Please buy this theatre

The Rialto, a Park Avenue landmark for three quarters of a century, is up for sale. Saturday’s Gazette reported that Elias Kalogeras, who has owned the theatre since 1983, wants out:

Kalogeras is the owner of a defunct theatre in a city laden with once proud theatrical gems – The York, Seville, Cinema V, Van Horne, Snowdon, Monkland – that no one seems to know how to manage in a manner that won’t hemhorrage money for owners or taxpayers.

The 60-year-old former shipping magnate tried to turn [the Rialto] into a shopping centre, repertory theatre, multiplex theatre, discotheque, steakhouse and reception hall. Nothing’s worked.

He was widely criticized for making drastic changes without getting the proper permits, notably in the late ’90s when he ripped out all 1,250 seats and levelled the floor to convert it into a nightclub.

But if it weren’t for him, and the $3 million of his own money he says he’s invested in renovations, not to mention the $100,000 a year in expenses he pays (municipal taxes $52,000; insurance $20,000; heating a space with 72-foot-high ceilings $30,000), there wouldn’t even be a Rialto, he says.

Witness the York Theatre at Ste. Catherine and Guy, long torn down to make way for a Concordia University building. Or the nearby Seville, now a gutted, cavernous home for pigeons.

Cinema V has lain mostly dormant since the movie screen went dark in 1992. Volunteers have fought to turn it into a cultural centre since 1999.

Kalogeras is trapped, he says, by governments that have designated the space a heritage site and won’t let him to alter it in order to make it profitable, but won’t buy it off him, either.

“If they want to keep it the way they want it, please come and take it,” he says. “Give me my money and I’ll go away and do something else less stressful.

Instead, the city levies fines for making changes, most recently to the interior doors, which he changed from aluminum to wood. He has $12,000 worth to fight, even though his changes more accurately reflect the building’s history.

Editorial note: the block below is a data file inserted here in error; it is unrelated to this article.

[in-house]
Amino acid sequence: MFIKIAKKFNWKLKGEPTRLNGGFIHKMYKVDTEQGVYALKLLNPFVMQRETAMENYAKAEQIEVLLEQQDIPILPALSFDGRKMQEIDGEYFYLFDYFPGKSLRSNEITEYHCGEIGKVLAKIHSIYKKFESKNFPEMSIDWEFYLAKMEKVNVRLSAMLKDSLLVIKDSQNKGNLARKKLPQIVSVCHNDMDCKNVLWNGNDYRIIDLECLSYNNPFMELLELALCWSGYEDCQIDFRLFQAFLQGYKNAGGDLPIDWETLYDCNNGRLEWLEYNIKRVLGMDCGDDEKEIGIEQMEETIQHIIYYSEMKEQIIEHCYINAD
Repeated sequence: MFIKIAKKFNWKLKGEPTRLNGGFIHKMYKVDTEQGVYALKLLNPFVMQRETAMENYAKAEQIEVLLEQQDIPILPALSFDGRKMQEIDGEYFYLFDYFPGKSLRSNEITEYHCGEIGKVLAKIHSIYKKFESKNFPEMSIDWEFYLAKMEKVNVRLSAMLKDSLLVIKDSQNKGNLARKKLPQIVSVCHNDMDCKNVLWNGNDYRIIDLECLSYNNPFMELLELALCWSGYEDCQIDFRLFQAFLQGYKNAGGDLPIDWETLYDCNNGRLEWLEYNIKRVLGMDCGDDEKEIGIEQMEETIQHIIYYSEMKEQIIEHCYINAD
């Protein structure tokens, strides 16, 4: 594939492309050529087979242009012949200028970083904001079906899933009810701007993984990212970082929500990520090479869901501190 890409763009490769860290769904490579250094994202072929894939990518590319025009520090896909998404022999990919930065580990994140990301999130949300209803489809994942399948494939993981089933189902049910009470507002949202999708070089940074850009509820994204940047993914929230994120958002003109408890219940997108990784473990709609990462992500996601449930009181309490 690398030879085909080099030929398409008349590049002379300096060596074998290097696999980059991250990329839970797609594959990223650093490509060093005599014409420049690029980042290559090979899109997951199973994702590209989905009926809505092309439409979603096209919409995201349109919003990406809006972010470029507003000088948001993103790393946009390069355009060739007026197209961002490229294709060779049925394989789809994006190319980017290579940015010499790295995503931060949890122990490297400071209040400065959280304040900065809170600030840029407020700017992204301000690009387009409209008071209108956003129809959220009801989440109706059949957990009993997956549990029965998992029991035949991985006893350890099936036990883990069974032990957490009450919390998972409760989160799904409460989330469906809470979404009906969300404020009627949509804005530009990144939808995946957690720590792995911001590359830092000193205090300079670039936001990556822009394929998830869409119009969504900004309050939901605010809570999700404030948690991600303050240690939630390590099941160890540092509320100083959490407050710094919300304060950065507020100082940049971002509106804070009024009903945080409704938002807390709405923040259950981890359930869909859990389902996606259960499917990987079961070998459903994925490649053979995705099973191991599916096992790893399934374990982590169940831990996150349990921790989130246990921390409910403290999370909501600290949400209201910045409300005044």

“I’m stuck, I’m stuck,” he says. “I say to you I’m stuck.”

The city “has no projects” for the Rialto, city hall spokesperson Bernard Larin said Thursday. Asked if the city would consider buying it, Larin laughed. “Do you want to buy it?” he replied.

You’ve got to feel for the guy. Montreal is littered with grand old theatres and, despite Kalogeras’ botched nightclub renovations, the Rialto is in far better shape than most of them. NDG’s Cinema V remains abandoned despite a nearly decade-long effort by neighbourhood residents to turn it into a cultural centre; the Seville has decayed to the extent that only its façade remains, and just barely; Loew’s and other Ste. Catherine St. cinemas have been gutted; the Imperial has been nicely renovated, but is only used for film festivals and special events; and other neighbourhood theatres have been converted into concert venues, churches and bingo halls.

Why does Montreal, a city with such dynamic film, art and music scenes, have such trouble finding use for its old theatres?

Top photo: The Rialto in 1936 and 2006, by greynotgrey
Bottom photo: The Rialto in 1989, by Gerry DeLuca

2 comments

  1. Aloha

    I am an expatriate Montrealer who has lived in Lahaina Maui for the last 35 years. Physically and socially I could not think of any other 2 cities more diverse.
    I was born a few blocks down from the Rialto in 47 and this article warms my heart.
    I happened on your site by following the trail from UrbanPhoto and applaud spacingmobtreal.ca for featuring Christopher DeWolf.

    Bobby

  2. Also, the city turned down his proposal, with a major theater chain, to turn it into a 4-screen movie house — something which would anchor the block, be popular in a neighborhood of young people, create a lot of foot traffic, helping local businesses. I suppose the city turned it down because it is ignorant of how to approve historical renovation projects which do not rhyme with “condos”.

    The previous commenter mentions his heart being warmed, by nostalgia for a beautiful building from his childhood thirty-five years ago. But if you leave near the building now, as I do, it conjures dread. With a discouraged and financially broken owner, a city unwilling to compromise with commerce to preserve its past, we are looking the future home of 1000 pigeons, a dilapidated urban zombie craning over its neighbors, much like the Mortimer B. Davis does at Mont-Royal and Jeanne Mance (and which is now being partitioned into — wait for it — condos).

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